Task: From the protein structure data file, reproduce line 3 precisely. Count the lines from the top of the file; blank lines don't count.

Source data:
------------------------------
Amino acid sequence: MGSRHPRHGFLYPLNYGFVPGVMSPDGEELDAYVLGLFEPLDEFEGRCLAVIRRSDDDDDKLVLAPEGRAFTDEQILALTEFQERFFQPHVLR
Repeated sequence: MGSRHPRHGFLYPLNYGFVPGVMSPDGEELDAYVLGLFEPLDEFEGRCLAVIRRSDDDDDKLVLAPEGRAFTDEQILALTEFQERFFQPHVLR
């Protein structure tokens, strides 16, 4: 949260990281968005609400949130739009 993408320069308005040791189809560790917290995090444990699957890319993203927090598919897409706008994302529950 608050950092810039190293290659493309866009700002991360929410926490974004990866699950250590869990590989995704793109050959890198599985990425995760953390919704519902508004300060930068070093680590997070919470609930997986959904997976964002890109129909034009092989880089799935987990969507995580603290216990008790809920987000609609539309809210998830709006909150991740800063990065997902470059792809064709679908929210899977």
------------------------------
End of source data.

């Protein structure tokens, strides 16, 4: 949260990281968005609400949130739009 993408320069308005040791189809560790917290995090444990699957890319993203927090598919897409706008994302529950 608050950092810039190293290659493309866009700002991360929410926490974004990866699950250590869990590989995704793109050959890198599985990425995760953390919704519902508004300060930068070093680590997070919470609930997986959904997976964002890109129909034009092989880089799935987990969507995580603290216990008790809920987000609609539309809210998830709006909150991740800063990065997902470059792809064709679908929210899977």